Setter female Doodle Ridge Mia (Ch. Long Gone Boston ex R-U Ch. Bog Brook Wilma) earned third, and another placement for handler Hughes. Mia is owned by Bryce Mueller of Bedford, Pa., the lteer bred by Thom and Joanne Richardson of Whitefield, N. H.
This nice classy Mia challenged course No. 2 on the second day right off the breakaway where she showed her boldness. The start of this course breaks into a five-year-old cut of aspen where most dogs choose to take the course path for the first couple of minutes to where the course opens up. Not for this lady. When the lead came off, Mia charged the course right and stayed in the heavy stuff for the first 5 or so before breaking out to cross course to the left and laying out in the more mature woods that make up the next 15, keeping her handler busy.
At 20 she was brought in from course left and into the aspen cover that makes up the final 10 or so of the course where she carded a nice stand on a woodcock at 24 with excellent manners. Then with only a moment of time left she was able to stand a grouse right at time to nicely finish her day, and score a place in the judges’ books.
Fourth place honors went to Herbie’s Asta Lavista, setter female (Ch. Shady Hills Billy ex Upper Cove Tasha), handled by Scott Forman. Owned by Shannon Humphrey of Columbus, Ohio, and bred by Robert Grassi of Washington, Pa., this classy setter is set the character of the stake first day, first brace on course No. 7 when she tried to pin a wild grouse right off the breakaway. She charged the course with youthful boldness, staying course forward along the river bottom, crossing the south loop road at 25 where she was found standing on a woodcock at 27. Following the shot Asta finished as fresh as when she started and was able to hold on to a spot through the final brace against some strong challenges.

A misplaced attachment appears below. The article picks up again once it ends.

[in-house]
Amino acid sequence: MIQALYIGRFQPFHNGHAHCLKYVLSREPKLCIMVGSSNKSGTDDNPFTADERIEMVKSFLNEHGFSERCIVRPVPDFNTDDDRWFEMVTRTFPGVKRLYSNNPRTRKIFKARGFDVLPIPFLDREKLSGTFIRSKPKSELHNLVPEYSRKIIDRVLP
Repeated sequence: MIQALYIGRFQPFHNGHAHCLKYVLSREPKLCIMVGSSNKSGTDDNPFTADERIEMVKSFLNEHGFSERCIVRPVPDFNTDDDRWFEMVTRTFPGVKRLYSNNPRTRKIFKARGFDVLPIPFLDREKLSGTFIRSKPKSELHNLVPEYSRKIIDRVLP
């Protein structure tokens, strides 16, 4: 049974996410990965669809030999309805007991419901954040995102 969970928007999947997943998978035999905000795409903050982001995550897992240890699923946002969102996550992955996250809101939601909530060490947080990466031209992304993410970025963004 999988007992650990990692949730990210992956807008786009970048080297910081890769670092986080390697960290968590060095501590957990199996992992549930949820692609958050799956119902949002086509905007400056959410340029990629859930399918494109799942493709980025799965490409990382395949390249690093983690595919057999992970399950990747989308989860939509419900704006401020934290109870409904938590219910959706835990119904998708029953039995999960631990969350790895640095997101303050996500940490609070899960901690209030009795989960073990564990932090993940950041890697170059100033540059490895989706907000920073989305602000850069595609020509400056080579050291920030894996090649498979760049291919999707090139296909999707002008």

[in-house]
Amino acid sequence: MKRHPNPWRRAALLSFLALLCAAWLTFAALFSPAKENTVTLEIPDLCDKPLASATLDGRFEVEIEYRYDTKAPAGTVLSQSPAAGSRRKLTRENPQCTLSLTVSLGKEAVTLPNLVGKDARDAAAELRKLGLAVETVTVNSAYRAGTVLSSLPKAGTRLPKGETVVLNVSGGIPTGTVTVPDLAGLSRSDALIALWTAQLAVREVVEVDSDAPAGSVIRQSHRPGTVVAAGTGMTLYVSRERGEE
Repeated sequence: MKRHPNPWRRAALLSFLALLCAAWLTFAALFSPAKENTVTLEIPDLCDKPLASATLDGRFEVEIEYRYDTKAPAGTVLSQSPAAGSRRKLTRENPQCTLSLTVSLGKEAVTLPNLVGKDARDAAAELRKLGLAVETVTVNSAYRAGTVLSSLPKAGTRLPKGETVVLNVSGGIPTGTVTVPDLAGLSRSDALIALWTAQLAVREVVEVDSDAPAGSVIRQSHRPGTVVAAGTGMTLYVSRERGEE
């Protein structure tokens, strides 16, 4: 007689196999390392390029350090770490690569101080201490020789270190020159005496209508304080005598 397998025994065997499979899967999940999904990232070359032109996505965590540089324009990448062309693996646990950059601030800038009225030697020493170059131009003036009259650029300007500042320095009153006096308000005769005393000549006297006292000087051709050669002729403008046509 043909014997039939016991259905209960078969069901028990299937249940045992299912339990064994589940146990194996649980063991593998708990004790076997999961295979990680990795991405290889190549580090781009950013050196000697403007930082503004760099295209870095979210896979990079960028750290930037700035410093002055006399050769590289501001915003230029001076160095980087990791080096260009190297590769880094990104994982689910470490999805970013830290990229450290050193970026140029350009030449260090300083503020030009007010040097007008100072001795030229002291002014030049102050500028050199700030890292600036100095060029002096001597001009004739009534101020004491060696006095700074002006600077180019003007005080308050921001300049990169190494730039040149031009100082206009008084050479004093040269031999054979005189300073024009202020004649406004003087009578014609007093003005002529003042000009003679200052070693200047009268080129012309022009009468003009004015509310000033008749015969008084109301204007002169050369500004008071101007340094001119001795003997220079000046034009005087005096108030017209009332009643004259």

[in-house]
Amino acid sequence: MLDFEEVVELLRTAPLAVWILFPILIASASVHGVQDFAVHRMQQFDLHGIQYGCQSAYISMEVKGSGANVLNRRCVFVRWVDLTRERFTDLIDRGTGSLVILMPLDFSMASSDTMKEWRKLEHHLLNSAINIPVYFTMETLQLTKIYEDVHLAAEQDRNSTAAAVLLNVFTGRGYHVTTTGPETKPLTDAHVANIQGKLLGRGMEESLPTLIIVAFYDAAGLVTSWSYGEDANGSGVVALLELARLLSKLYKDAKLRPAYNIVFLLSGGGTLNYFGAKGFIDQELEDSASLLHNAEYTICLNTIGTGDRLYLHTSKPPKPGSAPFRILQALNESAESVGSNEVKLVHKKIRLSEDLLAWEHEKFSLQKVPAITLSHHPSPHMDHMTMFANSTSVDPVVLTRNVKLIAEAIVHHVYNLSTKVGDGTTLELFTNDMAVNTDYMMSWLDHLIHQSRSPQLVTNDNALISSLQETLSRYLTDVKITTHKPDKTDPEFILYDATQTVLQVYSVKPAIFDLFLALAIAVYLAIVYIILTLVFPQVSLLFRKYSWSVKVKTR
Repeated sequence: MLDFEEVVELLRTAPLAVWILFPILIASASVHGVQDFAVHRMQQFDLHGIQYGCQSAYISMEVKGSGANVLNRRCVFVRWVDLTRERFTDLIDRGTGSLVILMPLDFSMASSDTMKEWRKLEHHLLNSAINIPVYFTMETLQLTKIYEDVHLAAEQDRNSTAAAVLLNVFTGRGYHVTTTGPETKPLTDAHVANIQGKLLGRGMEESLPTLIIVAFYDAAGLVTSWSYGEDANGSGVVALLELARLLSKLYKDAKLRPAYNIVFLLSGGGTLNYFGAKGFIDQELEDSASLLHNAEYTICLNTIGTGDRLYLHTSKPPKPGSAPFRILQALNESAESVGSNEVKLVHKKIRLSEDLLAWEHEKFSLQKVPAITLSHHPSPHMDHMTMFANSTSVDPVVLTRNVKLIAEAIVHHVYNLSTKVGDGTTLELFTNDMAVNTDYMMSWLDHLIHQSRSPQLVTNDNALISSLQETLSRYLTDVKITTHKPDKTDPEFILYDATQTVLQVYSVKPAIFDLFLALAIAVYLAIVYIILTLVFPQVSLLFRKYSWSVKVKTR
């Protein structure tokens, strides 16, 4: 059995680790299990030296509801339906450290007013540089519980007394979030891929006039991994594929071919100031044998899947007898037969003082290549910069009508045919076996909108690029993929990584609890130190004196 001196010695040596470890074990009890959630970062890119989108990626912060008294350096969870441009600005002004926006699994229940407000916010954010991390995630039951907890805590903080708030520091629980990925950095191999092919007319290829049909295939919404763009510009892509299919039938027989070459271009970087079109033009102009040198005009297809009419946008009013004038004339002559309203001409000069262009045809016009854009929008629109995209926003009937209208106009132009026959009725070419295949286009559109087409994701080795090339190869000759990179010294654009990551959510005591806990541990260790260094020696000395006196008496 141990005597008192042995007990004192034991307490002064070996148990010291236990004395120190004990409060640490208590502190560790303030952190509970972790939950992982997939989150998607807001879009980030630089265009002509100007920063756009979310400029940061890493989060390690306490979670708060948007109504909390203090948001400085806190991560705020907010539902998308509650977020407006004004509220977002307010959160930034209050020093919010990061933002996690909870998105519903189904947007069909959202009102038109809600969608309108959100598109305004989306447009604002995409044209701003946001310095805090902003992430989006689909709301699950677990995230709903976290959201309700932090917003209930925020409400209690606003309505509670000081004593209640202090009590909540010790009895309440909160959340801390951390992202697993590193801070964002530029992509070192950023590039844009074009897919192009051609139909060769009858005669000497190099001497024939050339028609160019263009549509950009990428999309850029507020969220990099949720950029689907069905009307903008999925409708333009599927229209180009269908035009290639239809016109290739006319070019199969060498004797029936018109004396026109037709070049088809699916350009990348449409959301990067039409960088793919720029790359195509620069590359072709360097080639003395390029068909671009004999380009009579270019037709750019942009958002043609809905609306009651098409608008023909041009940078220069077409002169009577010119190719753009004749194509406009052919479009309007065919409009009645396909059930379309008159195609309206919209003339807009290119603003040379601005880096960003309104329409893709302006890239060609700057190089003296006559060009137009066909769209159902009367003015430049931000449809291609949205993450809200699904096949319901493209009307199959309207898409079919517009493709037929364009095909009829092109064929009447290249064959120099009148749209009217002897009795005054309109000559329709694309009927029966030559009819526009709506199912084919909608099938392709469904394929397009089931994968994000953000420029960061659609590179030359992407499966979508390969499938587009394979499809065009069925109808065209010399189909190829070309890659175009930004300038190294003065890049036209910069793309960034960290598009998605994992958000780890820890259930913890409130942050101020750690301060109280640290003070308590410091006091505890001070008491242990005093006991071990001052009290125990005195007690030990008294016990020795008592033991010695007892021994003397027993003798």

With the final brace in the book, the judges took a long look at the overall competition and made a point of mentioning three dogs that were so close to the final four. In no particular order, they are: Shocka Zula, pointer male with owner-handler Bill Nettles; Shady Hills Billie Too, setter female with handler Marc Forman; and Pepper Upper, setter male with owner-handler Richard Brenneman.
Gladwin, Mich., October 30
Judges: George Johnson and Joe Cammisa
SIXTY-SEVENTH GRAND NATIONAL GROUSE FUTURITY — 34 Entries
1st—Long Gone Conway, 1625380 setter female by Long Gone Buckwheat—Texas Copper Top. Todd Kalter & Lloyd Murray, owners; Dave Hughes, handler.
2d—Freezeway, 1625352, setter male, by Stillmeadow’s Jim—Kelly’s Rainbow Daisey. Dorothy Hughes, owner; Dave Hughes, handler.
3d—Doodle Ridge Mia, 1625699, setter female, by Long Gone Boston—Bog Brook Wilma. Bruce Mueller, owner; Dave Hughes, handler.
4th—Herbie’s Asta Lavista, 1622649, setter female, by Shady Hills Billy—Upper Cove Tasha. Shannon Humphrey, owner; Scott Forman, handler